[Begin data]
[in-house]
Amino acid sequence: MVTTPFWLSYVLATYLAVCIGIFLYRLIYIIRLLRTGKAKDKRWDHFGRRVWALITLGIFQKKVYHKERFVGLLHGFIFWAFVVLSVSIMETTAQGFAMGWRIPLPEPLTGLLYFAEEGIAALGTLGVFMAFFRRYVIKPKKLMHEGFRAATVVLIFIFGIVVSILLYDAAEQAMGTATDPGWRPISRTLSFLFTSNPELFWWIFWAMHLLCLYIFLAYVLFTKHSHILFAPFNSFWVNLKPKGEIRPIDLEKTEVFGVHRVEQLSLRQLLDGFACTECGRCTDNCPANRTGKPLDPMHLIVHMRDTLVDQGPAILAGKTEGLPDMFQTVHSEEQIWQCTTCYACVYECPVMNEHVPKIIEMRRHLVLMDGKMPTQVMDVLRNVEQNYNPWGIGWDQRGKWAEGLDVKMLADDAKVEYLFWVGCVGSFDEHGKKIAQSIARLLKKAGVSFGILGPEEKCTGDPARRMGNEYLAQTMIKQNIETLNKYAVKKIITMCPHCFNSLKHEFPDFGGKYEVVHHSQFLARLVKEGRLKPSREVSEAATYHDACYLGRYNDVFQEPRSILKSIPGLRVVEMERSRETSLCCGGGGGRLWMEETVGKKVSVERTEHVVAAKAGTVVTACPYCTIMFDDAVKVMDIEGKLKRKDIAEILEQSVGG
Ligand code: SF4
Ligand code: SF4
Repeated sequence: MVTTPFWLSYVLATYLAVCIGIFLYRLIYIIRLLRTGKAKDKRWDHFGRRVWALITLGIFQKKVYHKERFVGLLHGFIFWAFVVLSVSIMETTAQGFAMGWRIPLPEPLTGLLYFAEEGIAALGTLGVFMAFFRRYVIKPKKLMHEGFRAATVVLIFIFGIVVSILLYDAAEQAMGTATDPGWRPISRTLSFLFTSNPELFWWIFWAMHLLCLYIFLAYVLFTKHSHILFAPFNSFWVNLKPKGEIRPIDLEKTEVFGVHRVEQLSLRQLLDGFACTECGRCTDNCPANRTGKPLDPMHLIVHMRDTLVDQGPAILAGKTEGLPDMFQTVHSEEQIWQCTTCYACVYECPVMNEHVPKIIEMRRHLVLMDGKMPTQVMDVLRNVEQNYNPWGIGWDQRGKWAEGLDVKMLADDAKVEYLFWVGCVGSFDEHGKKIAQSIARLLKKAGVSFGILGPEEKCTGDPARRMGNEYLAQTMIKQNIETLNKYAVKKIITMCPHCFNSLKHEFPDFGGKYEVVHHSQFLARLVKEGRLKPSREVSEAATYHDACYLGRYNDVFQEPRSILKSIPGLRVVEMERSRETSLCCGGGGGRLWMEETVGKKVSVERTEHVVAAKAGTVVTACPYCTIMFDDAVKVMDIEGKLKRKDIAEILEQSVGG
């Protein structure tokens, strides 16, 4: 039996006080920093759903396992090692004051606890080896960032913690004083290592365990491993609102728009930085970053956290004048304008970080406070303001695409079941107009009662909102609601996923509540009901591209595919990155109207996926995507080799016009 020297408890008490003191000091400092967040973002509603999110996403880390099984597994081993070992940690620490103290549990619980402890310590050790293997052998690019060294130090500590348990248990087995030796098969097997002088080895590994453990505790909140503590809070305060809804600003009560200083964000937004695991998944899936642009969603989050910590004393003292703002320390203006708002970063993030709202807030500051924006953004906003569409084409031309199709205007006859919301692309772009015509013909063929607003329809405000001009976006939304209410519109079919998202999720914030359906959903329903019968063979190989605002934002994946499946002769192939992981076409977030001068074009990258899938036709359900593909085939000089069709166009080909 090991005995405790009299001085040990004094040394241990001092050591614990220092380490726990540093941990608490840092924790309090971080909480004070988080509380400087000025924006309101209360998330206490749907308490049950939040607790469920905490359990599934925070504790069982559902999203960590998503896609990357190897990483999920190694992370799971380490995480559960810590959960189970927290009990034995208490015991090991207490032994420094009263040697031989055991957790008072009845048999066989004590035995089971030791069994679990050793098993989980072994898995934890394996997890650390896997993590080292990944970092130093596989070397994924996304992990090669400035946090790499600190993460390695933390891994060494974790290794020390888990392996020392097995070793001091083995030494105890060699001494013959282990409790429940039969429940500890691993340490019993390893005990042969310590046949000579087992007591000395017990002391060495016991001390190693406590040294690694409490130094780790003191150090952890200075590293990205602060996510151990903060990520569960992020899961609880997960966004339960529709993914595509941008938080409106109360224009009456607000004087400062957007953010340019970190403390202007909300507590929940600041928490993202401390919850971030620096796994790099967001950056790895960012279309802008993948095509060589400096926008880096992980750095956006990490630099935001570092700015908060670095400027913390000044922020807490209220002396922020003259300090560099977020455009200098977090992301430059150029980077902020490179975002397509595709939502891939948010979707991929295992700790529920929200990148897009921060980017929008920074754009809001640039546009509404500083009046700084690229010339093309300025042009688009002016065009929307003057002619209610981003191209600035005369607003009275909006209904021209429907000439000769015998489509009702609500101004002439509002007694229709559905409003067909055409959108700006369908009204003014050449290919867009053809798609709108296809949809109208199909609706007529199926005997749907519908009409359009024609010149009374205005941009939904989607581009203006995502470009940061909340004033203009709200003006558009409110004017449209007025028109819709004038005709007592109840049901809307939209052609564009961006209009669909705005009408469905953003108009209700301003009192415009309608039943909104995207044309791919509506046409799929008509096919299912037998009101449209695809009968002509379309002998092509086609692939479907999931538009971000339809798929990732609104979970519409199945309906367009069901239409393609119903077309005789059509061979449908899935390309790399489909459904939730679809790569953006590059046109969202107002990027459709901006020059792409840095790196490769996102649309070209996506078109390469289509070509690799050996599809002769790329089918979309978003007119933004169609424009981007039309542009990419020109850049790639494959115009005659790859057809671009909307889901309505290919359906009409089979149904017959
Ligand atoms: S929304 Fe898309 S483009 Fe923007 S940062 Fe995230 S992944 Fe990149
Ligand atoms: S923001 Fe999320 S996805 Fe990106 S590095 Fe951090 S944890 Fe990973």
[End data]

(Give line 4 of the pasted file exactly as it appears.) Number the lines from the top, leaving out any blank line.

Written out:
Ligand code: SF4